Monday, March 12, 2018

It's mid March, mid day and I am in my pajamas

I sit here in my pajamas thinking and pondering and making mental lists and forgetting what I want to write on my lists.

So much to do.  So much to plan and think about doing.  And doing and doing.

Moving has never been my favorite activity.  The anticipation of the new.  That's great.  Looking toward the future and thinking about how neat everything will be.  Learning about your new house. Your new home.

But, first, there's the stuff.  All of the stuff.  Things. Some you care deeply about and will always keep- well until you die and your kids throw your things away.  Then there's the things you didn't even know you still have.  Oh no, didn't we throw that away 20 years ago.  Or the surprises- "no, it's not mine it must be yours".   And the trash.  And the organization.

This house, our home, must be made ready.  We have to make it appeal to someone else who will want it to be their home.   We have to "depersonalize" our home.   Take away what makes it a living part of our lives and our history, and make it into the box it was once built as.  Before we fell in love with it.  And our children grew up in it.  And I nursed every one of my babies in this house.  Almost birthed one right on the stairs.

"Home is where the Foreign Service Takes You".  We lived by that for a lot of years in a lot of homes.   We had each other and added our kids on the way.  We had enough of our familiar things to make it feel like home.  But we always knew that this house, the one we are abandoning to strangers, this was home.  Real home.

"Home is where the heart is".   There's a lot of heart in this house.  Pealing wallpaper.   Marks where holes have been punched in the wall.  The door frame where the kids' heights have been etched.  All of it familiar and comfortable.

And now there are no more kids tracking in mud and leaving finger prints everywhere.  No more reminding little boys to "aim straight".   No more rushing the kids out the door to catch the school bus.    No more asking if homework has been finished.  No more groups of teens eating pizza around our kitchen table.   No more "comfort zone" in the basement.

I will remember all of the birthdays and Thanksgivings and Christmases and La Leche League meetings and baby showers.   And all of the people  who have been in this house, our home, who are no longer living.  Chet, my stepfather.  Dale, my brother, Daddy my father, Mommy, my mother, Bob and Mary, my in laws and beloved grandparents of our five children.     Friends too.  And cats and dogs and even a couple of adorable ferrets.

This is life.  People come.  People go.  They say that to know love means to know loss.  I don't know who "they" are, but on this one I think they are right.

How many years worth of Christmas pictures do we have of our family, growing from the two children who moved into the house with us to the five now grown and moved out.  So many pictures in front of the fireplace.

Our new house has a fireplace.  Actually, it has two. Maybe our next Christmas card will just have the two of us, and Buddy the dog, sitting in front of our new fireplace.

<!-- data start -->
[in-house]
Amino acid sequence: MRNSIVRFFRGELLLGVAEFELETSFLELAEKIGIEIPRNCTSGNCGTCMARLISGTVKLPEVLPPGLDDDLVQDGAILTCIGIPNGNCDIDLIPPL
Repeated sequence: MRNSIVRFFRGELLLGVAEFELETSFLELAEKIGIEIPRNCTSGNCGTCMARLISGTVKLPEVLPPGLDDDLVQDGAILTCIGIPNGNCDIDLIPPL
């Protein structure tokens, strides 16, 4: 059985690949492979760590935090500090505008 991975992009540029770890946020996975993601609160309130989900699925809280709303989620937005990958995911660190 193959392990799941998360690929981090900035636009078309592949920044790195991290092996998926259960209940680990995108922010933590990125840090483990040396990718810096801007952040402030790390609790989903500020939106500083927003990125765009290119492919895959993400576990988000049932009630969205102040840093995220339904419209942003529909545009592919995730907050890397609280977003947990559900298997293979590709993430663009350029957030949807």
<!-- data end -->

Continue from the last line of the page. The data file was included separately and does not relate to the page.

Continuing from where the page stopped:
I know that I will miss this house.  I will dream about it.  I still dream about houses we lived in over 30 years ago- that weren't ours to start with.

In a way, the grieving started over 20 years ago.  The first time one of our baby birds was grown up enough to live on her own.     They all followed.  Each in their own way and on their own schedule.   They (yup them again) say that's the way it is supposed to be.

It feels right and it feels wrong.  Or maybe not so much "wrong" as inevitable and unstoppable.  I cannot stop the earth orbiting the sun.  Nor can I hold onto my babies forever. 

For forty years now I have been a mother.   And I will be for the rest of my life.   Until I die, I will be the one person who has know each of my children longer than anyone else in the universe.  I felt that first flutter.  A gift I will always cherish.

Thank you life for presenting me with such amazing gifts.  Thank you house for so many memories, good and bad,  I think I will try to let go of the bad and hold onto the good.   Thank you Sherwood children.  Grown, but not done growing in your lives and experiences.  You have taught me so much about life and love and have brought me to understand what is important in life,'

Thank you Nick for sharing this house and our many other homes around the world.  Thank you for the next adventure.

Oh my, what are we getting into with this big, new house?     There will be our fussing and frustration while we figure things out.  But there will be warm evenings and lots of laughing.  We do make each other laugh, even more as we get older.

No wonder the kids all moved out.  They realized how "lame" we are!


  1. Oh, wow, that's a big transition! Good luck!

  2. Well said Nancy. Moving is hard because of all the packing, all the cleaning, then all the unpacking, cleaning again. I understand the emotional roller coaster this event is on those that take on the challenge. The wonderful memories left behind, the comfort a home offers its guests and families alike. Though, remember it was you and your family that made that home special, warm and inviting and you will do that again in your new home.